The time is 4:40pm. Currently, it’s partly cloudy in the mind's eye as intermittent rays of self-confidence and worth pierce gently through the hovering clouds of ambivalence below. This mental map-up is brought to you by reassuring warmth of fellow writers internalizing the external as the clock continues to tick. It's 4:42pm.
Forecast for tonight sees a drop in temperatures as mood swings from a lover bring a 45 percent chance of rampant conflict, exuberant joy and absolute dejection from the work force that leaves her in a fog.

We can expect to see sprinkles of free-time gobbled up by a torrent of cooking madness followed by rising temperatures internally as she offers thanks with a warm embrace. The time is 4:47pm.

As for our Accu-Weather system upgrade, we are pleased to report the previous concerns of a free-form writing session has been downgraded from a "blogging warning" to simply just a "blogging watch." Remember in case of an actual blogging storm to seek shelter in the comfort of TV episodes available online. Remember again to continue watching video until the fear of the blogging storm dissipates and creative impulses go numb. Back to you.

--Derek Zarda


11.12.2010 Feeling the Facts experiment.


Amber asked us to write about facts and what makes something factual. I was not sure how to address this, but I came up with a bunch of jabbering that she wanted me to post.

Facts seem so subjective for the most part. As a baseball fan, I was listening to a radio program yesterday about various player statistics. Nobody could agree, despite tons of stats, what the best moves in terms of player procurement would be for the Red Sox during the off season. All these numbers about batting average and on base percentage and tons of different ways of interpreting them and no consensus.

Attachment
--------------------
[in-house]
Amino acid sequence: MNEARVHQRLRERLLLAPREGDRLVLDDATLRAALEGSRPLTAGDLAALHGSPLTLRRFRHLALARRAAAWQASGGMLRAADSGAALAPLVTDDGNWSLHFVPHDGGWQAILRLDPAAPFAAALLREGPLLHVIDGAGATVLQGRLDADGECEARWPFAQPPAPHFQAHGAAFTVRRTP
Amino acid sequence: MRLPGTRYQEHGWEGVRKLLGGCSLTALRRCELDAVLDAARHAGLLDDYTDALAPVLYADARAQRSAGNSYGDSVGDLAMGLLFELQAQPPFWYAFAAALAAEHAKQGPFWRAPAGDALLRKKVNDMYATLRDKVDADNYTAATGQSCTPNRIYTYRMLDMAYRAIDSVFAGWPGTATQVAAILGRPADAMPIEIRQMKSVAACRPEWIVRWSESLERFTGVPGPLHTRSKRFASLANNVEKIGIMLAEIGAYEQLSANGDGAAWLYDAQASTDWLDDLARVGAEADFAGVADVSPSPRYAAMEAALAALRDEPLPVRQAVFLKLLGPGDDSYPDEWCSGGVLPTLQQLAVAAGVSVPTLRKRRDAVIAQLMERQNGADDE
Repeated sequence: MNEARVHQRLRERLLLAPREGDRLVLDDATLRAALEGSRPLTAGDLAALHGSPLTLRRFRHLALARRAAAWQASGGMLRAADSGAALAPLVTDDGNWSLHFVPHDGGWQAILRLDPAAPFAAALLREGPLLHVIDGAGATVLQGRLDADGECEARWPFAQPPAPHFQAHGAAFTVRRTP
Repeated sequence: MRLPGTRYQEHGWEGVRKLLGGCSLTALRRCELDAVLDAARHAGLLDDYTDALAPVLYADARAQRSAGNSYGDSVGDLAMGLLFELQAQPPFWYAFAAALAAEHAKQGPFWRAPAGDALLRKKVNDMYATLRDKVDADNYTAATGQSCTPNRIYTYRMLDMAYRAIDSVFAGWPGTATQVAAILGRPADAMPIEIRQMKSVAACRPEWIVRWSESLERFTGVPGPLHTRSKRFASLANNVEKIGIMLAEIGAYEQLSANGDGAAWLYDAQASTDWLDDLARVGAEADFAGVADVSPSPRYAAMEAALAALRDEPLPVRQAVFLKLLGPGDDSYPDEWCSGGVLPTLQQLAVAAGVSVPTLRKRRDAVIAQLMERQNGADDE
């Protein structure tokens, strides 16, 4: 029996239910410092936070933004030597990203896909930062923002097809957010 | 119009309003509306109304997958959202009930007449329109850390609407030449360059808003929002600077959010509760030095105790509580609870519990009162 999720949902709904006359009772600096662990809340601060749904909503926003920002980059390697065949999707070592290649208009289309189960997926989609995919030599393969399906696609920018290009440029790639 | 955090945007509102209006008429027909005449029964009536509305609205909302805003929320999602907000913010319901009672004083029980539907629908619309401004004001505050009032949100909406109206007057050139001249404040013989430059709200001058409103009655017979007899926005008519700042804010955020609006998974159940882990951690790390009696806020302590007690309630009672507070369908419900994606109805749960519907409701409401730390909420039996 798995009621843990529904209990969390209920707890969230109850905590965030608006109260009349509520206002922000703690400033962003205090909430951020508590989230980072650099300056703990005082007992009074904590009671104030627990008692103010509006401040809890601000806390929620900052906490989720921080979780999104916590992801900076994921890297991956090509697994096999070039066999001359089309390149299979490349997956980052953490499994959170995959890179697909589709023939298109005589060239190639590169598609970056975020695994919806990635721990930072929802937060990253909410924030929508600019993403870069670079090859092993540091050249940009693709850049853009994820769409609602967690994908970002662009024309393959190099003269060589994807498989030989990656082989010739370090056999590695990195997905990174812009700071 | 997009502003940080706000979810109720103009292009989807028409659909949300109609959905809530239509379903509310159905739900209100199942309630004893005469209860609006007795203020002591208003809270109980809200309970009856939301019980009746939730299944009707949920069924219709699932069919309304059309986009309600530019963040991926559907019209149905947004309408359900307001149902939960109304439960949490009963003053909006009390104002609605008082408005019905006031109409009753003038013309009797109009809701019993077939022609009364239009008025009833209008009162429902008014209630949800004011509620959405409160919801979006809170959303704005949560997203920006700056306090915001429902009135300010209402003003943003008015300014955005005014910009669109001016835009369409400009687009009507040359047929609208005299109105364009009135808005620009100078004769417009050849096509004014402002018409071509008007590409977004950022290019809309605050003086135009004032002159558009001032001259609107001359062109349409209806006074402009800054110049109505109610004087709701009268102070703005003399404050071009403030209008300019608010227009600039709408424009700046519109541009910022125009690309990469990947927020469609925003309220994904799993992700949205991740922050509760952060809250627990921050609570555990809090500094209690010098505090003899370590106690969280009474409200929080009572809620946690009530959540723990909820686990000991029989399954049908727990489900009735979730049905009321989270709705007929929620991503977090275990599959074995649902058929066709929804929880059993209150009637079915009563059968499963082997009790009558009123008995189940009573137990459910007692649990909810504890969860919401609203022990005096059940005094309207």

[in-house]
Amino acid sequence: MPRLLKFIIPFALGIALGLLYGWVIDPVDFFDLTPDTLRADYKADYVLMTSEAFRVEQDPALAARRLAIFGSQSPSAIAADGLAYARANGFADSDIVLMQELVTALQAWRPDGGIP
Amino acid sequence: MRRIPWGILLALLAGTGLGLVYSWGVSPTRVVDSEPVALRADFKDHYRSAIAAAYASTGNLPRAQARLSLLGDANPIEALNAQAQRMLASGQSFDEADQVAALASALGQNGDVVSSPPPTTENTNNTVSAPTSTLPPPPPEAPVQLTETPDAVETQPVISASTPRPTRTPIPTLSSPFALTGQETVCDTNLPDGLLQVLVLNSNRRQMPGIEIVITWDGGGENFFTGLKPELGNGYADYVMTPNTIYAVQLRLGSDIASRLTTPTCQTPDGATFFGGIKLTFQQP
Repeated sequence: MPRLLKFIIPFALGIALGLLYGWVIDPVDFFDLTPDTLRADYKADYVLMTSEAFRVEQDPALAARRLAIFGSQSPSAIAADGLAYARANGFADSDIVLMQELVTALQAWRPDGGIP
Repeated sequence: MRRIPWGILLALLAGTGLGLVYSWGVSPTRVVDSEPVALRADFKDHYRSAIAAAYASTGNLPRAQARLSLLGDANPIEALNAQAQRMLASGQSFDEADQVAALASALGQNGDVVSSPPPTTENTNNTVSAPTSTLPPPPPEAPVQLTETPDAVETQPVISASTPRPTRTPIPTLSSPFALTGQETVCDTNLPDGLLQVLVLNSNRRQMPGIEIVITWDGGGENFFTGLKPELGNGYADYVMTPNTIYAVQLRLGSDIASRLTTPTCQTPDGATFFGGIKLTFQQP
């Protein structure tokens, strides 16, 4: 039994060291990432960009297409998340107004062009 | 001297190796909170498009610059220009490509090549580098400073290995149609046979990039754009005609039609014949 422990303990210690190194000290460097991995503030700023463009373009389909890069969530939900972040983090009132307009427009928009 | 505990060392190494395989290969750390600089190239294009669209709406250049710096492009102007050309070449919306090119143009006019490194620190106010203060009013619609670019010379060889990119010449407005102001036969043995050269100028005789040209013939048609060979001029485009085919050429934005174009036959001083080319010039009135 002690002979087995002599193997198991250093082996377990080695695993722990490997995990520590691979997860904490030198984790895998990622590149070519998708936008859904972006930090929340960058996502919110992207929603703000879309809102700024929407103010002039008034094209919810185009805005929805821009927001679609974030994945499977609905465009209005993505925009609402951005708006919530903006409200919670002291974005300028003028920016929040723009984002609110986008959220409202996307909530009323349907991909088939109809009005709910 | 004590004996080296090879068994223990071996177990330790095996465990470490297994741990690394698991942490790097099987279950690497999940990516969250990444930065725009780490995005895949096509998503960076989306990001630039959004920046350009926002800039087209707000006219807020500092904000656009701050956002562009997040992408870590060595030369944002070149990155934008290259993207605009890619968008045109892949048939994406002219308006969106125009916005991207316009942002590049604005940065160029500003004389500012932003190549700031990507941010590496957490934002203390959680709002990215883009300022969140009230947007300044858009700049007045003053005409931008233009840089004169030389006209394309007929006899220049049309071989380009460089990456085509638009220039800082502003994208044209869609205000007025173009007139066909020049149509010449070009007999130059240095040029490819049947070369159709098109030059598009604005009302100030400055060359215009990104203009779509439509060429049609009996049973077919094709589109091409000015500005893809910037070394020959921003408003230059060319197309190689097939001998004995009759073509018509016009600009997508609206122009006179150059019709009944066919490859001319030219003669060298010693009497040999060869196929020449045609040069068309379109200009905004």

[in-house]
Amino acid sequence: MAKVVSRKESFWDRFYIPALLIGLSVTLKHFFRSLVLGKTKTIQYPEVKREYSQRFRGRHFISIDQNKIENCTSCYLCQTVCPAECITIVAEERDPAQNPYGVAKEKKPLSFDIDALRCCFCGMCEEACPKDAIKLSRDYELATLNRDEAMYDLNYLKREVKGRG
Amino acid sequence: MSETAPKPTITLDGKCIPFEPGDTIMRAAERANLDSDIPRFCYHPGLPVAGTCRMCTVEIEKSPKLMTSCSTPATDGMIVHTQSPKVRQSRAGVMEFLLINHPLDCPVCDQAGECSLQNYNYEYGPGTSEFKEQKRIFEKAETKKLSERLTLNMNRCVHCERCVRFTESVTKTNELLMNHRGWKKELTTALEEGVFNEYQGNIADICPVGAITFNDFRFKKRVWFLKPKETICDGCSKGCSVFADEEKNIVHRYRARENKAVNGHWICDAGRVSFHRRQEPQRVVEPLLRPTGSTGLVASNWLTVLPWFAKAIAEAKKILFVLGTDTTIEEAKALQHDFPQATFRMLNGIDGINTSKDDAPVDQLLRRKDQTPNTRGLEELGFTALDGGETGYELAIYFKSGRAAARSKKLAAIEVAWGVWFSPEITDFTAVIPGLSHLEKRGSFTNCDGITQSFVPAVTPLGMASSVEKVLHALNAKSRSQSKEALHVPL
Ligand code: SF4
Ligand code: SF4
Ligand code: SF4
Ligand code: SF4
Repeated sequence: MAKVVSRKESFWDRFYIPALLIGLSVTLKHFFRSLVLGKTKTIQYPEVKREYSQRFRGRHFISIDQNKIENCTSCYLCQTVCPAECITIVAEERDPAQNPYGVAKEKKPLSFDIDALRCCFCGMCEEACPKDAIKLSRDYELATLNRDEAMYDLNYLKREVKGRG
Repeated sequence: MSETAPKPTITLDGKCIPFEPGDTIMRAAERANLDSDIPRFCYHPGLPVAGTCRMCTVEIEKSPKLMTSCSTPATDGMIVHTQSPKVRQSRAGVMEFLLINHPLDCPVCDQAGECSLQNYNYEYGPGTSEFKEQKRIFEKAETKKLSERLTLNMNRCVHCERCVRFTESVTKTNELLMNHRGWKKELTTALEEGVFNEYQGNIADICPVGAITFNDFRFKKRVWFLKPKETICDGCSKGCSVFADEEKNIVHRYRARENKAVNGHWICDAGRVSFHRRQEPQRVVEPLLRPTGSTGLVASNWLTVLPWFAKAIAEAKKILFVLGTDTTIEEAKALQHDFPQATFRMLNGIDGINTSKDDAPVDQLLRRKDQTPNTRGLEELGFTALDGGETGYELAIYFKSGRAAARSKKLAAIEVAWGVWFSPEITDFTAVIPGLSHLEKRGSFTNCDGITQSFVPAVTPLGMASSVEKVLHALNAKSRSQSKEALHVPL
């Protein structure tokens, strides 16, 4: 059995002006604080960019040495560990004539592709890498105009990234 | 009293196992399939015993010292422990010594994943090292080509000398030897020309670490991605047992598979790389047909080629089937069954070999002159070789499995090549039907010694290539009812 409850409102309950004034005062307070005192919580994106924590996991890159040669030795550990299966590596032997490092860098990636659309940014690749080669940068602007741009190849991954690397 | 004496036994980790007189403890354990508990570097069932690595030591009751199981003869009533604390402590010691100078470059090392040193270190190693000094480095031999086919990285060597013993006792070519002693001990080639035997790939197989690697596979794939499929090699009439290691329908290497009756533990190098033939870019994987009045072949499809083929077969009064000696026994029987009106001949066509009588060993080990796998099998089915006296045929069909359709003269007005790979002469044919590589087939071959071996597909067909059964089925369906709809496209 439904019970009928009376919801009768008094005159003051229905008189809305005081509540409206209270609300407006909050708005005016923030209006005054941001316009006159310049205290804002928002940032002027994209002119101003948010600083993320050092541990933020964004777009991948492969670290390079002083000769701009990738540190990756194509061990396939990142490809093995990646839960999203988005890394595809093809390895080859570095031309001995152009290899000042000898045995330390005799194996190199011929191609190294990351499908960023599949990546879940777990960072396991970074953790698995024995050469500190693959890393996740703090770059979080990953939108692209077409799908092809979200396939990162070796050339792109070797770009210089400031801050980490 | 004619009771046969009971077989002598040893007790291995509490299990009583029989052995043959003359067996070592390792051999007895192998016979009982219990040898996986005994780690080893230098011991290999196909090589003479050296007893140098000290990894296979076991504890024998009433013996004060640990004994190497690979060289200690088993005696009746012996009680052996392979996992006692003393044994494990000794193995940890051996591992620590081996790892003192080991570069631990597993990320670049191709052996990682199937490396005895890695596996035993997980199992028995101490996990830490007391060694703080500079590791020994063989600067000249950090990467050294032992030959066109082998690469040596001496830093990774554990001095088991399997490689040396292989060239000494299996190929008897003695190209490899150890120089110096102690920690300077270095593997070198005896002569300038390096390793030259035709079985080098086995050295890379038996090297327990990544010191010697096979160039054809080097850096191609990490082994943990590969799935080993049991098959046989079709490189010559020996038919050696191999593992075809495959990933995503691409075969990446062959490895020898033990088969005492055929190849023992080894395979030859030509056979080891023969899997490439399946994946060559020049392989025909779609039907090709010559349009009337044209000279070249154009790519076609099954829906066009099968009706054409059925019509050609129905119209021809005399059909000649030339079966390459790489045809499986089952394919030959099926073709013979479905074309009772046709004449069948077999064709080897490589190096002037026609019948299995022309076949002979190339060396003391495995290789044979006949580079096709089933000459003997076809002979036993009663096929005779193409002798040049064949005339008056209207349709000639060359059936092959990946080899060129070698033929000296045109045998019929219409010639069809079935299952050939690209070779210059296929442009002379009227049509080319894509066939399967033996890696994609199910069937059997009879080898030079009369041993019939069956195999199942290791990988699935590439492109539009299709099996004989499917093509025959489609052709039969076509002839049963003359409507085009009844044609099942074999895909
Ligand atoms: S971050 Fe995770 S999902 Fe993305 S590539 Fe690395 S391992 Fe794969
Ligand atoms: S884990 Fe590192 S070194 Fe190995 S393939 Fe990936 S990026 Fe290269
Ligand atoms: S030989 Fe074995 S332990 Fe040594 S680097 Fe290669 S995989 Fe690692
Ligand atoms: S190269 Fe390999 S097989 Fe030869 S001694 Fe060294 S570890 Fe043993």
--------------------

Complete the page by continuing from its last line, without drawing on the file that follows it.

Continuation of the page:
Yes, it is a fact that I whistle in the shower. But is it a fact that it's irritating, or is it just annoying to the two people I live with? I think both my housemates can sing circles around most people, but is this a fact or just my opinion?

Years ago, on New Year's Eve, some friends and I attended a First Night event. It was a storytelling hour based on a Native American icon in the community. My friends and I were feeling boisterous and crude. One friend had wanted to go to this event, and the rest of us wanted to go to something more exciting. So, we were loud and it took us a while to calm down. At some point, somebody in the room not associated with my group loudly passed gas. We burst in to hysterics. We learned a little later that this was a memorial for this Native American; he was supposed to host the event himself, but he had died a few weeks previously. So, what is fact? I suspect everybody in the room thought we were an obnoxious gang of insensitive assholes, but we didn't know he had died, so what is the truth here? As in all situations, I guess it depends who you ask.

--Leah Gardner (from her Facebook page)


Writing brought in to share



She had turned 30 the October before they met. Not young, but still naïve enough to believe their love could be divine and powerful. They met where many modern-day lovers meet, in vast anonymous darkness of cyberspace. In the beginning, she fell in love with his words. From his first letters to float into her computer to his fiction which swam across countless pages like a swimmer in search of land. She had never been so lost in someone’s imagination. His ocean was warm, blue and beautiful.

Words served as his daily escape from reality. In the morning, he often read two books at once: Oates, Joyce, Roth. Whoever carried him away. Then he wrote for hours. His mind became lost, absorbed in the torrent of words flowing from his fingers. Sometimes, she found herself jealous of his love affair with the words.

--from Melissa Crisp's dysfunctional love story